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Children dying from cancer: parents’ perspectives on symptoms, quality of life, characteristics of death, and end-of-life decisions

Journal title
Journal of palliative care
Publication year
2012
Author(s)
von Lutzau, P.; Otto, M.; Hechler, T.; Metzing, S.; Wolfe, J.; Zernikow, B.
Pages
274-81
Volume
28
Number
4

In this study, we investigated the experience of children who died of cancer, as perceived by their parents. All the pediatric oncology departments in one German federal state were contacted and asked to invite parents who had lost a child to cancer in the period 2005-2006 to participate. Those parents who accepted were interviewed by means of a semi-structured questionnaire. In the participating 16 departments, 158 children died in 2005-2006. Parents of 48 children (38.3 percent) agreed to participate and were interviewed. Nearly all of the children had suffered from at least one distressing symptom. Pain and fatigue occurred most frequently. Symptoms were successfully treated over 65 percent of the time. In all, 64 percent of the children received home care services; 50 percent died at home, and only 10 percent in the ICU. Results suggest that some progress has been made in pediatric palliative care. To further improve end-of-life care for children with cancer, it is also necessary to evaluate parents’ perspectives on structures for pediatric palliative care delivery.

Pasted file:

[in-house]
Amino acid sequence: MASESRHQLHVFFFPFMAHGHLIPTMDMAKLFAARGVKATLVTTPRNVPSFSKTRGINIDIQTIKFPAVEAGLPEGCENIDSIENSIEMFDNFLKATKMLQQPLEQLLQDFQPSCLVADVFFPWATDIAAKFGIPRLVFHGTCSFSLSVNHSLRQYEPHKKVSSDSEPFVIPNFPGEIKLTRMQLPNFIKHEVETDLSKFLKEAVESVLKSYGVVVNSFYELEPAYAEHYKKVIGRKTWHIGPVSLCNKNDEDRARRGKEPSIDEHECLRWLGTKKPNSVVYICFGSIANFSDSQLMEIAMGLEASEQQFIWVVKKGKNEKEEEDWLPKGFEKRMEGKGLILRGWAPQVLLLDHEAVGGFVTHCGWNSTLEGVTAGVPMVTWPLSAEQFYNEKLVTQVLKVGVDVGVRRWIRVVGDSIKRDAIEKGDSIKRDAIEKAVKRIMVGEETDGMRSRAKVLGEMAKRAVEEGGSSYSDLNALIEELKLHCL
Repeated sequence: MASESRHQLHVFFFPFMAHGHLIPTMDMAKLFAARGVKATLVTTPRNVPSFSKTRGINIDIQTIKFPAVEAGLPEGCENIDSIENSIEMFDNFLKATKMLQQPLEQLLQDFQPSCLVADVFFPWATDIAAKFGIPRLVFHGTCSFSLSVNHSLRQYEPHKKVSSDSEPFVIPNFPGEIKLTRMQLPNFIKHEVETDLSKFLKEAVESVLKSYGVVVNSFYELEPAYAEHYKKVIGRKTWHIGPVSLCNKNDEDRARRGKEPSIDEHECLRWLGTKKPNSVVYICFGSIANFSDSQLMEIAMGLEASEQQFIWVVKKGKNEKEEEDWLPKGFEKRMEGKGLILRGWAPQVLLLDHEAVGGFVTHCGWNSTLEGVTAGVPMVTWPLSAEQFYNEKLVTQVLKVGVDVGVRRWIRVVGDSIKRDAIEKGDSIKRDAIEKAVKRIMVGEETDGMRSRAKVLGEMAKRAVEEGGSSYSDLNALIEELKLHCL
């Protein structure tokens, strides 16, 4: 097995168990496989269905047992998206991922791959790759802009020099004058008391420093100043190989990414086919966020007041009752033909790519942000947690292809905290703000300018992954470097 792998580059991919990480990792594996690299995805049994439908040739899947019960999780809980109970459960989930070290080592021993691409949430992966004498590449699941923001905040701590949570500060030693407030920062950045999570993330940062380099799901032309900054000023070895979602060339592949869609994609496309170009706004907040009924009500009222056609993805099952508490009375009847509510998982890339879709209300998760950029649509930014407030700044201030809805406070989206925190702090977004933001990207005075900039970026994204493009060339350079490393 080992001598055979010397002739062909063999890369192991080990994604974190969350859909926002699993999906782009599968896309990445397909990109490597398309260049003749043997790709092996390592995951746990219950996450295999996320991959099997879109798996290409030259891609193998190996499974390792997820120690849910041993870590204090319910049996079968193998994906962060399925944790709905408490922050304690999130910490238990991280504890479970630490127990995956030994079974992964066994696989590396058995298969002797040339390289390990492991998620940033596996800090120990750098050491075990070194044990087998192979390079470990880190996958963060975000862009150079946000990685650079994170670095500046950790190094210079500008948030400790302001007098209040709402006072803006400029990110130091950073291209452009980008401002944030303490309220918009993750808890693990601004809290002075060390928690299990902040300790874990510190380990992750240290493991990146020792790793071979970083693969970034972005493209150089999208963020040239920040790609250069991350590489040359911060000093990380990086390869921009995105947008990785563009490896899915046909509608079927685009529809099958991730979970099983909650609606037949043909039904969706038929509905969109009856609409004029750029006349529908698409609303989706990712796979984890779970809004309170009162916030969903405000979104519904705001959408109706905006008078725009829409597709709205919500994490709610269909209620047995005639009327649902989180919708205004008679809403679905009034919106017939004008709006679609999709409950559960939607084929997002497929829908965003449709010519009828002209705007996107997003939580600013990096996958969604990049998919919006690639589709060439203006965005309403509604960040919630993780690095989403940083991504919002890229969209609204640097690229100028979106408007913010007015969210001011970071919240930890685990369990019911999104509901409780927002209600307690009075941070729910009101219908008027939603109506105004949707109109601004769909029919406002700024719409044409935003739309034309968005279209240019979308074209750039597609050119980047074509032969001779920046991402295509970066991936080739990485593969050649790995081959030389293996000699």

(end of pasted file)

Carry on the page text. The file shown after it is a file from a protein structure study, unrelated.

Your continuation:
Research abstracts